A cross with the words "Promises Made"— referring to statements from BP and government officials — stands in front of a pile of crosses symbolizing things that were impacted by the spill, in a front yard in Grand Isle, La.
A cross with the words "Promises Made"— referring to statements from BP and government officials — stands in front of a pile of crosses symbolizing things that were impacted by the spill, in a front yard in Grand Isle, La. Patrick Semansky/AP
Oil giant BP has agreed to settle thousands of lawsuits stemming from its well blowout in the Gulf of Mexico.
The deal was announced late Friday and prompted a federal judge in New Orleans to postpone a Monday trial, but the proposed settlement solves only one piece of BP's legal exposure from the worst environmental disaster in U.S. history.
The settlement would cover only private plaintiffs — individuals and businesses with either economic losses or medical claims resulting from the oil spill. BP estimates it will pay out $7.8 billion to compensate oil spill victims, but there's no cap on claims.
Plaintiff Chris Nelson of Bon Secour Fisheries, a seafood processor on the Alabama Gulf Coast, isn't yet sure whether the settlement will satisfy his family's claim for lost business. But he's somewhat disappointed the trial has been delayed.
"I understand court cases often settle, but people deserve to know what actually happened out there," Nelson says.
Though the framework of the deal between BP and what's known as the Plaintiffs Steering Committee was announced, the terms have yet to be finalized. That lack of detail is troubling for Daniel Becnel Jr., a lawyer in Reserve, La., who represents oil spill victims.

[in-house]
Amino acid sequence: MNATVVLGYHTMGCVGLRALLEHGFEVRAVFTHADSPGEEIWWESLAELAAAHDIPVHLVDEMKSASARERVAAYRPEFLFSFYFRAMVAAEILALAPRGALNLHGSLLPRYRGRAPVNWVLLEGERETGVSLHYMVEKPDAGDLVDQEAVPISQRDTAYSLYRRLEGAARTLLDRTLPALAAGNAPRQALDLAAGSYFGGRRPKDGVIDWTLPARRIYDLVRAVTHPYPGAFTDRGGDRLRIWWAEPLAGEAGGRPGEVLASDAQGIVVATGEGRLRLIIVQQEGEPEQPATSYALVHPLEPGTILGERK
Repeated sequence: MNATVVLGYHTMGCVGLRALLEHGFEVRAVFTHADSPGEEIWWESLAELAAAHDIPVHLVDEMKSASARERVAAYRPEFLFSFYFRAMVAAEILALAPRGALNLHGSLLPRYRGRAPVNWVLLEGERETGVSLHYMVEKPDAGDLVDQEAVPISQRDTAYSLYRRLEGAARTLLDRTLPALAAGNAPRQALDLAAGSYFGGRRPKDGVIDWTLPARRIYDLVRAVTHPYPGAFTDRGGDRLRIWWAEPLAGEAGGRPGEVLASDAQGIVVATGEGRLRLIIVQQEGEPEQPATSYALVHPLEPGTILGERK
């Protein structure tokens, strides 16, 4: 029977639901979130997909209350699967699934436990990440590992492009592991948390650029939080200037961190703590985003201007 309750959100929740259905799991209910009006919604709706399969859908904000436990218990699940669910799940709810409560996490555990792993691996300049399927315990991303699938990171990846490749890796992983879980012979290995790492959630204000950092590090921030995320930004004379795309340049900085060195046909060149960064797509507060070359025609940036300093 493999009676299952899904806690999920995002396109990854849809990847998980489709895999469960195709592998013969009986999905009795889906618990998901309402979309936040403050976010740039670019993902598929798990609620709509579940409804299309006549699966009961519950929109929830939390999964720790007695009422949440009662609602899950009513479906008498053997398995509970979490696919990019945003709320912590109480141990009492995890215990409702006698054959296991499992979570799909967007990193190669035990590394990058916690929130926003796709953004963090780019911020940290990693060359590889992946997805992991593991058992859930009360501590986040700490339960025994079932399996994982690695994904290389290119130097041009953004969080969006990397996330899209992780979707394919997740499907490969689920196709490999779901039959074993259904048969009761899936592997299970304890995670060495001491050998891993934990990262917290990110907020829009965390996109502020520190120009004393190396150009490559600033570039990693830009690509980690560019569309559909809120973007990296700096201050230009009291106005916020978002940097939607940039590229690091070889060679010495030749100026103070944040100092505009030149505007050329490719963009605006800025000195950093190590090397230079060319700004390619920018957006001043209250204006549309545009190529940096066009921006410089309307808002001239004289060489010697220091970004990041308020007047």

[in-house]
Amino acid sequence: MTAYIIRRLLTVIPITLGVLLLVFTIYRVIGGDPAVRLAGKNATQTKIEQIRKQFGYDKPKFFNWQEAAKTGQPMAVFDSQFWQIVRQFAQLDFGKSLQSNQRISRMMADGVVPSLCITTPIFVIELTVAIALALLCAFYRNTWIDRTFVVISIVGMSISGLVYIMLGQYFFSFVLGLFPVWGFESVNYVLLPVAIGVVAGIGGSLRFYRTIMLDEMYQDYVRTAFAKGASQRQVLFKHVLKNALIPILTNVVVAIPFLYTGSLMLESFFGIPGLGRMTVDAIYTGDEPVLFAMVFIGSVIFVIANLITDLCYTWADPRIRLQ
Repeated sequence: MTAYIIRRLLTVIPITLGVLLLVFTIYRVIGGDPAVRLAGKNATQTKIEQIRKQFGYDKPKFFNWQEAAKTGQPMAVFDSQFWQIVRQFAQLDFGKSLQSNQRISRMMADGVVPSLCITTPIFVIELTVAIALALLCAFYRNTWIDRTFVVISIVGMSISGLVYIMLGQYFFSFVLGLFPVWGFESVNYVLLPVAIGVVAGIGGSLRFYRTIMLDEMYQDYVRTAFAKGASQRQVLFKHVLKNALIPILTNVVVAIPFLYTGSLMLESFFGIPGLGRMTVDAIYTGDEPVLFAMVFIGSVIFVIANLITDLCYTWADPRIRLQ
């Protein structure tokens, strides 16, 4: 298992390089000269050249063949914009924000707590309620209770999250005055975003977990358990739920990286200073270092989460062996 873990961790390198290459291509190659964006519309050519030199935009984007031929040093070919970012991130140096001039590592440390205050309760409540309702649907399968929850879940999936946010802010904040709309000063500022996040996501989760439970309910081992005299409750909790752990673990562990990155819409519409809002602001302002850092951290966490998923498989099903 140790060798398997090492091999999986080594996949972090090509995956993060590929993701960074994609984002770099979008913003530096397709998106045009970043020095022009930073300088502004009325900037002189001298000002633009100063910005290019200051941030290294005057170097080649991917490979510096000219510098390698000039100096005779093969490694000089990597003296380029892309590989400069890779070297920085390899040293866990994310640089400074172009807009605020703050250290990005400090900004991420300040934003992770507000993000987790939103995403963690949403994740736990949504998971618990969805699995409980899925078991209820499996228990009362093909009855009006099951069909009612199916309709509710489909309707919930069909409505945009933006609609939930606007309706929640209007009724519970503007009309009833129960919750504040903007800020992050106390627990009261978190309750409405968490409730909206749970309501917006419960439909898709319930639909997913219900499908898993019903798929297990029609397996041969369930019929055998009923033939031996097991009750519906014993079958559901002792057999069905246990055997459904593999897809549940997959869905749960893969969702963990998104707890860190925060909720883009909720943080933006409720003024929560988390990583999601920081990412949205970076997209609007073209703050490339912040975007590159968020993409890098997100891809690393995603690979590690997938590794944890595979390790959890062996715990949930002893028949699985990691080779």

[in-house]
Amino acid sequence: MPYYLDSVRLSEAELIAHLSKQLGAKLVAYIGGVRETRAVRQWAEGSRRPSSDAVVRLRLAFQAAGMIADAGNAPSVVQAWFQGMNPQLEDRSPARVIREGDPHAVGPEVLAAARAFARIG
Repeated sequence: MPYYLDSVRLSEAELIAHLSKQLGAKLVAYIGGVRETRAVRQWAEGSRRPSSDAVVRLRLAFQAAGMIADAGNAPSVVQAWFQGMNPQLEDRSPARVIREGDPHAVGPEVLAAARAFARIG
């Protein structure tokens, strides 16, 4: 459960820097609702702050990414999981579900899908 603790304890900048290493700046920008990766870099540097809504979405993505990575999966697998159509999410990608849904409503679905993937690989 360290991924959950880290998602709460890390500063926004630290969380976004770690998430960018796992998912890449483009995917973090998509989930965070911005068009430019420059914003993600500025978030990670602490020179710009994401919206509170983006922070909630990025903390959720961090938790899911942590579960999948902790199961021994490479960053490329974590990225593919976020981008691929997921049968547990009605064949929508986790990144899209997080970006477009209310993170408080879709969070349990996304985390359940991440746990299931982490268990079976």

"We don't know the finite amount of money that is going to go to various types of plaintiffs because no claims data has been collected," Becnel says. "We don't know exactly how long the process will take. Most of these people are going to have to start from ground zero."
The settlement must be approved by the court before it is official. But the fact that the parties have an agreement is significant, says Martin Davies, director of the Maritime Law Center at Tulane University in New Orleans.
"It's a big step forward to final resolution of the private claims," Davies says. "It doesn't settle everything though; it won't make the trial go away altogether — or at least not just yet."
That's because BP still faces lawsuits from other companies involved in the well, and from the federal and state governments. Billions more are at stake in civil and potential criminal fines for environmental damage caused when the well blew in 2010, killing 11 rig workers and spewing some 200 million gallons of oil into the Gulf.
Alabama Attorney General Luther Strange is coordinating the state claims against BP. He declines to discuss settlement negotiations, but says the states want to go to court.
"We have a very strong case to make against BP and other defendants, so we look forward to trial," Strange says. "Of course if something happens on the settlement front we'll have to review that at the appropriate time."
The Department of Justice says it is pleased BP may be stepping up to address harms to individuals, but says the deal by no means addresses the company's full responsibility.
Nelson hopes there will ultimately be a trial.
"It was pretty traumatic for everyone, certainly not to the extent for those families who lost loved ones," he Nelson, "but all of us that had suffered an impact from it, we want to achieve some kind of closure with it, and I don't think the money is what people are really looking for here."